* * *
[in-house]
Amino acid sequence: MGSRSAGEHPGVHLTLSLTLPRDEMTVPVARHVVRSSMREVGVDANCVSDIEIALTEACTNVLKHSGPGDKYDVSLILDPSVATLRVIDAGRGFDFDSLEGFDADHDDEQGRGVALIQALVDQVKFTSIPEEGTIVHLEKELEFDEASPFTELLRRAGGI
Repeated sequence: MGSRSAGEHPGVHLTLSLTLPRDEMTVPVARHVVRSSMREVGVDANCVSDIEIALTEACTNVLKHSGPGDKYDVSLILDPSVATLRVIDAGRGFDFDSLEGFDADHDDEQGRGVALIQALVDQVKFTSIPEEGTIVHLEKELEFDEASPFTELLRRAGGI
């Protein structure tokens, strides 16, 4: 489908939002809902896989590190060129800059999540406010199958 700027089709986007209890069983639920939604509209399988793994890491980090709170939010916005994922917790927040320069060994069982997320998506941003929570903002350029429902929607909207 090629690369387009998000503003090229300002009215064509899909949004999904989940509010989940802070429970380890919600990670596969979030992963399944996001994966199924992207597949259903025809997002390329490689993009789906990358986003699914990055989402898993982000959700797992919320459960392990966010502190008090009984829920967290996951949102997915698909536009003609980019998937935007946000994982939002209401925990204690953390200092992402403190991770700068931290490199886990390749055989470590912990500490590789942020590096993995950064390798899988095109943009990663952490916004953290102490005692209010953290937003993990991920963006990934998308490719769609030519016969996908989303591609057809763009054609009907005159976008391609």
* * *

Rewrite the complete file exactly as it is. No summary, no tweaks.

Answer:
[in-house]
Amino acid sequence: MGSRSAGEHPGVHLTLSLTLPRDEMTVPVARHVVRSSMREVGVDANCVSDIEIALTEACTNVLKHSGPGDKYDVSLILDPSVATLRVIDAGRGFDFDSLEGFDADHDDEQGRGVALIQALVDQVKFTSIPEEGTIVHLEKELEFDEASPFTELLRRAGGI
Repeated sequence: MGSRSAGEHPGVHLTLSLTLPRDEMTVPVARHVVRSSMREVGVDANCVSDIEIALTEACTNVLKHSGPGDKYDVSLILDPSVATLRVIDAGRGFDFDSLEGFDADHDDEQGRGVALIQALVDQVKFTSIPEEGTIVHLEKELEFDEASPFTELLRRAGGI
């Protein structure tokens, strides 16, 4: 489908939002809902896989590190060129800059999540406010199958 700027089709986007209890069983639920939604509209399988793994890491980090709170939010916005994922917790927040320069060994069982997320998506941003929570903002350029429902929607909207 090629690369387009998000503003090229300002009215064509899909949004999904989940509010989940802070429970380890919600990670596969979030992963399944996001994966199924992207597949259903025809997002390329490689993009789906990358986003699914990055989402898993982000959700797992919320459960392990966010502190008090009984829920967290996951949102997915698909536009003609980019998937935007946000994982939002209401925990204690953390200092992402403190991770700068931290490199886990390749055989470590912990500490590789942020590096993995950064390798899988095109943009990663952490916004953290102490005692209010953290937003993990991920963006990934998308490719769609030519016969996908989303591609057809763009054609009907005159976008391609």